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Allen M., Esq.
Allen M., Esq., Employment Lawyer
Category: Employment Law
Satisfied Customers: 15660
Experience:  Employment/Labor Law Litigation
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constructive discharge or forcing an employee to resign by

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constructive discharge or forcing an employee to resign by making the work environment so intolerable a reasonable person would not be able to stay.

I feel like this is what's happening on my job. I have been on my job for 9 years and 1 month. I am approaching 10 years at which time I will be able to retire. In the last 3 months my work environment has become intolerable. An agency nurse was brought in and has from the beginning has made me feel like she is trying to get rid of me on my job. As of 8/26/13 I found out she has been hired permanently. I have not been written up once and reprimanded at least 4 times since she's been there. I have not had a raise on my job since 2008. We were recently approved a 4% raise to take effect in September. I received an email stating that I would not be getting the raise due to the written disciplinary I received in June. I am the only original employee left at my job. It seems that everything that happens there is blamed on me or that I am the reason for it. I am very uncomfortable at work now. I am constantly being watched and monitored. I don't feel that I can function at my best, XXXXX XXXXX always trying to make sure that I dot every I and cross every T. There are other technicians there that make mistakes and nothing is said or done, but if I make the same mistake, I am reprimanded or called in to the supervisor.

My question is what can I do to protect myself and my job?
Submitted: 1 year ago.
Category: Employment Law
Expert:  Allen M., Esq. replied 1 year ago.
Thank you for your question today, I look forward to assisting you. I bring nearly 20 years of legal experience in various disciplines.

Do you have an employment contract stating that you can only be terminated for cause?

Do you feel that you are being targeted here based on your race, religion, gender, age, disability or FMLA use?
Customer: replied 1 year ago.

I am not sure if I can only be terminated for cause.


 


 


I do feel like I am being targeted to some extent based on race (I am the only black person in my unit) and maybe past FMLA use. I am also the oldest person in my unit. I work for UTMB in dialysis at the XXXXX XXXXX Medical Facility which is a prison.

Expert:  Allen M., Esq. replied 1 year ago.
Ok. Well, you're hinting at about three different possible forms of discrimination, but you'll need to be more more certain of your allegations if you are going to make any sort of claim here.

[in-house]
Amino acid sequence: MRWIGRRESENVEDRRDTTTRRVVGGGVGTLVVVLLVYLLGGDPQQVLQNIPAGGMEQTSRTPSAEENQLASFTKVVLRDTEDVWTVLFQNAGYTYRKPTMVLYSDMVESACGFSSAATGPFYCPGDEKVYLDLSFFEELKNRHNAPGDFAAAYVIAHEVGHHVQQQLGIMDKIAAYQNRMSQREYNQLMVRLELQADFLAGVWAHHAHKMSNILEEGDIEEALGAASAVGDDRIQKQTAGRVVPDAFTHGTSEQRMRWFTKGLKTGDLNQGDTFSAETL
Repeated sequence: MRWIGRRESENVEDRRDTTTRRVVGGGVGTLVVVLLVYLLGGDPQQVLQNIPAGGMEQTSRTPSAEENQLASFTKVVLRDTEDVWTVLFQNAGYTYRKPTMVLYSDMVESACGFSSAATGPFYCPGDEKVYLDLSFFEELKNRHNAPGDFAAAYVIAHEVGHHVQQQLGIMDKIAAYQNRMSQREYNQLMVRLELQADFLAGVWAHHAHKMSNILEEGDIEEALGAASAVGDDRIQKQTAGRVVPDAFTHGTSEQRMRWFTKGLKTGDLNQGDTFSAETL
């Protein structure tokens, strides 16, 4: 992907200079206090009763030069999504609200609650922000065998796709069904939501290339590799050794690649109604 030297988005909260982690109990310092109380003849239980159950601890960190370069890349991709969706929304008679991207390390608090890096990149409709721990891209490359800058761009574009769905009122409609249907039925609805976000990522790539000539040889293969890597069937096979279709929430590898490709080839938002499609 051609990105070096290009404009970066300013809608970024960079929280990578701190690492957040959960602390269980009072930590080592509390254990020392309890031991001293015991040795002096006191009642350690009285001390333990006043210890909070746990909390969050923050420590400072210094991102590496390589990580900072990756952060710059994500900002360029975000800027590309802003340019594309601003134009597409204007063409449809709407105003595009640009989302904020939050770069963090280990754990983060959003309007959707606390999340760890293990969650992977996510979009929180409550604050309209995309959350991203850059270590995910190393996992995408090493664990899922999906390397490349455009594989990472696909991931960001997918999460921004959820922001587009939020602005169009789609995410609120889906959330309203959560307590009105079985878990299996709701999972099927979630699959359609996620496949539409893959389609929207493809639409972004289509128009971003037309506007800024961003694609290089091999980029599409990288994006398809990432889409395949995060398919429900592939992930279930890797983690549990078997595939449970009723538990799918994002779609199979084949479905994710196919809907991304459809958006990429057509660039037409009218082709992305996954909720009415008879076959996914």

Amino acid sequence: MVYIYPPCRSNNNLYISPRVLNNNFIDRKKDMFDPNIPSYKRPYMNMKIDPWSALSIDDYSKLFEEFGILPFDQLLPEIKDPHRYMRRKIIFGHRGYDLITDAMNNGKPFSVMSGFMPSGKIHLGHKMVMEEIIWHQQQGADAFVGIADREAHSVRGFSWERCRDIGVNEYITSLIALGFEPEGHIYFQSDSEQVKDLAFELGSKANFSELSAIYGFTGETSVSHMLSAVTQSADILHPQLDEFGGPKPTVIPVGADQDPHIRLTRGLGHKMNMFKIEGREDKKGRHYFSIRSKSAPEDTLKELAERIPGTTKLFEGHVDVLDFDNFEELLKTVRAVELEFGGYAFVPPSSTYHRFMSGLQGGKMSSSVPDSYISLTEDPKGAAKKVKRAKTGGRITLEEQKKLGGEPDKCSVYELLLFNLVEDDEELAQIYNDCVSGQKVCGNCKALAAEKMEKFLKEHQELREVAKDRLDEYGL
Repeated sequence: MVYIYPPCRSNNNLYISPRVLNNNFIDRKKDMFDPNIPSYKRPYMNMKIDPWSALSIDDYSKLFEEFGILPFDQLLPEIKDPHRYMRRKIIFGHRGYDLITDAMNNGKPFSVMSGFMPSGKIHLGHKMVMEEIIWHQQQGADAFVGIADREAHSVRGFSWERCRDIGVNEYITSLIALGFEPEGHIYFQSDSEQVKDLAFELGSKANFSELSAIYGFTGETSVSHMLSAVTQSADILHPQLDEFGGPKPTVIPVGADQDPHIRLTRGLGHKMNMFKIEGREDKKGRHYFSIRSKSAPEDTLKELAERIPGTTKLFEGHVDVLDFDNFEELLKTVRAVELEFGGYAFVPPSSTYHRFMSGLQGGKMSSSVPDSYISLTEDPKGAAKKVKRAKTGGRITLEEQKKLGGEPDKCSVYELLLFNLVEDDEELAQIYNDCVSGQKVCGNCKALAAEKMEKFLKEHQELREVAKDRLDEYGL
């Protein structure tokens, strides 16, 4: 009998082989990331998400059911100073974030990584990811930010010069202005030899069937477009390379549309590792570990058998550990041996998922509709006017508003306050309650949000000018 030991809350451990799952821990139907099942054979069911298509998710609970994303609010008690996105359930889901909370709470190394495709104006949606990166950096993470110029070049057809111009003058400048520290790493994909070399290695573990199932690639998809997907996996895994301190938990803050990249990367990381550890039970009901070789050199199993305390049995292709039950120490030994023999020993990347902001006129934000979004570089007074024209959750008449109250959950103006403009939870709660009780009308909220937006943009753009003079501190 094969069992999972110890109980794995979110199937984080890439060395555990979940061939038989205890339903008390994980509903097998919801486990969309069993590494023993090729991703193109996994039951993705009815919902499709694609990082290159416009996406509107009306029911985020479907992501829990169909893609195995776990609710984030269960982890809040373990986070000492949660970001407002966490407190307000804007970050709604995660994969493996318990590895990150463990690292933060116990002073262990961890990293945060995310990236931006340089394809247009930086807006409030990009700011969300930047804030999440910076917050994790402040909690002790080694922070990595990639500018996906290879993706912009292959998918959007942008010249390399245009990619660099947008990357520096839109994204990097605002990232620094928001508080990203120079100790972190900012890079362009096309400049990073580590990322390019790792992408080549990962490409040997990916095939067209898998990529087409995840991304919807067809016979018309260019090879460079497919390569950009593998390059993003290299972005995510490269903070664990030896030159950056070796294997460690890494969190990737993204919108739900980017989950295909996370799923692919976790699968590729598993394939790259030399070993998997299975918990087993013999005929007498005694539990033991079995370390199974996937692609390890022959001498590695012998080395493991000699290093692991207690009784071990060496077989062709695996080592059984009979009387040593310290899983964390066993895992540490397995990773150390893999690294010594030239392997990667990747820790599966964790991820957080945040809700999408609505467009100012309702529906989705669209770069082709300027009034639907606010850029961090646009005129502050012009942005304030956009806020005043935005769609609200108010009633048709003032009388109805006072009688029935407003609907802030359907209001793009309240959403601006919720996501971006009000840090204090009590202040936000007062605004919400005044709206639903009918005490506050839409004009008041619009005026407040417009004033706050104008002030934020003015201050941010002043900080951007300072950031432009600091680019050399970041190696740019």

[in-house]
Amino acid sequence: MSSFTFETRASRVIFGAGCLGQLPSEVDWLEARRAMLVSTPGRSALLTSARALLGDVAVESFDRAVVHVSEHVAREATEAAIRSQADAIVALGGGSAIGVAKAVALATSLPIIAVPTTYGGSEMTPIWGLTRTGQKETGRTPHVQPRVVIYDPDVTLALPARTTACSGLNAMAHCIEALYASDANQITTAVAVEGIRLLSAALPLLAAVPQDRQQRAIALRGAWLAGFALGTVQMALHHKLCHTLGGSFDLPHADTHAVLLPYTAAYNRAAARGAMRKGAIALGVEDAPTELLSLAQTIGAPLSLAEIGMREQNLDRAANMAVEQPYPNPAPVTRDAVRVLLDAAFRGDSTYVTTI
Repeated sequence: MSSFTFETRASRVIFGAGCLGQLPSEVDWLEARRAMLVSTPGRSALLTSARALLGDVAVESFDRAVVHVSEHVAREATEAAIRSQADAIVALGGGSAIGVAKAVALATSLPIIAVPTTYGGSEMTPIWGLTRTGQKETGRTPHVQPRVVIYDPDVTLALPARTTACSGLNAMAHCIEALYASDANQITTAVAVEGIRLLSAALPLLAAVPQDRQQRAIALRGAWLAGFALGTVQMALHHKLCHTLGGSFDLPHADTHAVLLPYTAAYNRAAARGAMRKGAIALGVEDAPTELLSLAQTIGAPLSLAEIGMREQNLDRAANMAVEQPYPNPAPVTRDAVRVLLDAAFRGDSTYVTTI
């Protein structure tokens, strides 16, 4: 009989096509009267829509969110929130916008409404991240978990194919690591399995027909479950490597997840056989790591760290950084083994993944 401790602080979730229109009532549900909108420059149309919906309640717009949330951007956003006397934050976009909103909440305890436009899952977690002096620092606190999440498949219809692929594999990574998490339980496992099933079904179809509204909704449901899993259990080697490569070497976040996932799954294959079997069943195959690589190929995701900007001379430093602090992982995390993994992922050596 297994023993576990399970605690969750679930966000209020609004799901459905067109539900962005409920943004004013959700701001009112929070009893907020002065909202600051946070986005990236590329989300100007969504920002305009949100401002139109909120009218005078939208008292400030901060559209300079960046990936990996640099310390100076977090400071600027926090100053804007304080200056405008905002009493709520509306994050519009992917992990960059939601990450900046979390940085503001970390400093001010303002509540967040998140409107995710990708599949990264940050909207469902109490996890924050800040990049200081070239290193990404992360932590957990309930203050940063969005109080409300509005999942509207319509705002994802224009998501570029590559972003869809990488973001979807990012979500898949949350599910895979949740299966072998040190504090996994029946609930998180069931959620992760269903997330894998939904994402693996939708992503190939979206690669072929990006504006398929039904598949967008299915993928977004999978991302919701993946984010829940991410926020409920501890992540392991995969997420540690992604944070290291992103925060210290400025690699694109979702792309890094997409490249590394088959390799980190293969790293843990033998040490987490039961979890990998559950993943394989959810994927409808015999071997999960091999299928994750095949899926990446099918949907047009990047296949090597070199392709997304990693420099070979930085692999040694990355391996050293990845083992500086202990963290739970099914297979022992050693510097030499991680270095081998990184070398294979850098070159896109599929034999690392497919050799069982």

Constructive discharge is not really a concept of law used to save your job. It is only useful in two situations.

1. If you have a contract of employment stating that you can only be terminated for cause You can then state that they employer breached your contract by terminating you, even if you quit....because they essentially caused your termination through the treatment. That's only viable though, if you have a contract of employment like the one I mentioned (few people do, so you probably don't).

2. If you quit, you can claim that you were forced to quit through the treatment, so that you can get unemployment.

So, without a contract, the concept of constructive discharge doesn't really help with your job. It can just help get unemployment if you are eventually forced to quit. That being said, the treatment that you are talking about here would only rise to the level of constructive discharge for unemployment purposes if it was based on race, FMLA use or your age. That would make the treatment less tolerable....because if they were treating everyone the same, the behavior wouldn't actually be illegal.

So, you need to approach HR and allege one or all three of those as the reason you feel you are being singled out. Force the employer on the defensive by having to answer for the differing treatment.

If the HR doesn't help, contact the EEOC in your state (or the Department of Labor if you feel FMLA is the basis for your treatment).
Customer: replied 1 year ago.

So, before I go, what you're saying is that ultimately I need to contact HR and file a claim with them? The only problem I have with that is that my HR rep and my supervisor are very good friends and I don't think that I will be treated fairly.

Expert:  Allen M., Esq. replied 1 year ago.
I understand your concerns about HR.

There is a reason to file the complaint with them though, that has nothing to do with them actually trying to resolve your problem. In fact, most HR departments don't resolve people's problems. They are just in place to protect the employer.

The reason you file the HR complaint is to take away a defense from the employer. If you don't file with HR, the employer can say that they were never given a chance to cure the situation when you file the EEOC complaint. You don't want them to have that defense.
Allen M., Esq., Employment Lawyer
Category: Employment Law
Satisfied Customers: 15660
Experience: Employment/Labor Law Litigation
Allen M., Esq. and 14 other Employment Law Specialists are ready to help you
Customer: replied 1 year ago.

Okay, thank you for your help. I will take your advice and pray for the bestSmile

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